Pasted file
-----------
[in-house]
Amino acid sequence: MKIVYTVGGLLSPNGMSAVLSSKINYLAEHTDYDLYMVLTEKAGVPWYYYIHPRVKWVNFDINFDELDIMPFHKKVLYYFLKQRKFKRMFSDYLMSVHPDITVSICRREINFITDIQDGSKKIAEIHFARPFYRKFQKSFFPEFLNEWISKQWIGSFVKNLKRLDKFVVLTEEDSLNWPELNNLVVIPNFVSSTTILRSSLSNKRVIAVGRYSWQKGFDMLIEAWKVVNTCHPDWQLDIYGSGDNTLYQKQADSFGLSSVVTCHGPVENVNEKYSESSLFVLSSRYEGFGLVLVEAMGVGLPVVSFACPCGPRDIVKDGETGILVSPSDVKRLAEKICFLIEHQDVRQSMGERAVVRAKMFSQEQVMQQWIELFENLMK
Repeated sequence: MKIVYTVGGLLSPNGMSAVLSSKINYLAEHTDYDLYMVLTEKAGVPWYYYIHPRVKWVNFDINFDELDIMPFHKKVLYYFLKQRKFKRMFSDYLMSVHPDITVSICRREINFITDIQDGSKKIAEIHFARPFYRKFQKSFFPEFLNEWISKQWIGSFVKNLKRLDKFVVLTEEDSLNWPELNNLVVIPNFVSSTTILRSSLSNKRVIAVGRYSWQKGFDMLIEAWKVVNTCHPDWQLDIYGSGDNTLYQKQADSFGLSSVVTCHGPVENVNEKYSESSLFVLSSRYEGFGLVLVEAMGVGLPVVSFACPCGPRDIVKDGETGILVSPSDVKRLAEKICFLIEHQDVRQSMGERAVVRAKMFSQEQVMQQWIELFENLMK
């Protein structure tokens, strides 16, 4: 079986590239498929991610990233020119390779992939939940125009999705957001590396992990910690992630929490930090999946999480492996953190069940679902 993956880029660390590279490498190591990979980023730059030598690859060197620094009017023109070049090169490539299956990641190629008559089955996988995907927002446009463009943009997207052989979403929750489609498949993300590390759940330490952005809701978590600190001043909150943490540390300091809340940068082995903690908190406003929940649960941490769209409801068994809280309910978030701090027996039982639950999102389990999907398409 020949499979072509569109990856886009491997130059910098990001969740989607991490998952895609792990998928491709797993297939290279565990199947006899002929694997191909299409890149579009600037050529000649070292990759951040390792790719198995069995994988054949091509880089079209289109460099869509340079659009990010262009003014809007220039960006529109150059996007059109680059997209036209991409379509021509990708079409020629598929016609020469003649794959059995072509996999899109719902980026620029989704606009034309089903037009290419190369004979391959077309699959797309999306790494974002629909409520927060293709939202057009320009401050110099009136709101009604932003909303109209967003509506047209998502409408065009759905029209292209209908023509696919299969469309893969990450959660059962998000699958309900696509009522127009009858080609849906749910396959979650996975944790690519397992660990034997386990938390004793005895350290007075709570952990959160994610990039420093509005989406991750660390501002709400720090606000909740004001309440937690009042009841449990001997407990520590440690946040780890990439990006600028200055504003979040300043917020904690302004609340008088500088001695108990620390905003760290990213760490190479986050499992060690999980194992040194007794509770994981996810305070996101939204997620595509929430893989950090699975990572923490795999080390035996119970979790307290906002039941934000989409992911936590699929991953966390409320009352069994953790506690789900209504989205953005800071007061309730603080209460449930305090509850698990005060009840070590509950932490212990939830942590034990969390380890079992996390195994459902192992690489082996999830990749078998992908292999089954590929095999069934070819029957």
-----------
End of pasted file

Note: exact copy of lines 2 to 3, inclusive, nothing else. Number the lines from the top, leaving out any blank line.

Amino acid sequence: MKIVYTVGGLLSPNGMSAVLSSKINYLAEHTDYDLYMVLTEKAGVPWYYYIHPRVKWVNFDINFDELDIMPFHKKVLYYFLKQRKFKRMFSDYLMSVHPDITVSICRREINFITDIQDGSKKIAEIHFARPFYRKFQKSFFPEFLNEWISKQWIGSFVKNLKRLDKFVVLTEEDSLNWPELNNLVVIPNFVSSTTILRSSLSNKRVIAVGRYSWQKGFDMLIEAWKVVNTCHPDWQLDIYGSGDNTLYQKQADSFGLSSVVTCHGPVENVNEKYSESSLFVLSSRYEGFGLVLVEAMGVGLPVVSFACPCGPRDIVKDGETGILVSPSDVKRLAEKICFLIEHQDVRQSMGERAVVRAKMFSQEQVMQQWIELFENLMK
Repeated sequence: MKIVYTVGGLLSPNGMSAVLSSKINYLAEHTDYDLYMVLTEKAGVPWYYYIHPRVKWVNFDINFDELDIMPFHKKVLYYFLKQRKFKRMFSDYLMSVHPDITVSICRREINFITDIQDGSKKIAEIHFARPFYRKFQKSFFPEFLNEWISKQWIGSFVKNLKRLDKFVVLTEEDSLNWPELNNLVVIPNFVSSTTILRSSLSNKRVIAVGRYSWQKGFDMLIEAWKVVNTCHPDWQLDIYGSGDNTLYQKQADSFGLSSVVTCHGPVENVNEKYSESSLFVLSSRYEGFGLVLVEAMGVGLPVVSFACPCGPRDIVKDGETGILVSPSDVKRLAEKICFLIEHQDVRQSMGERAVVRAKMFSQEQVMQQWIELFENLMK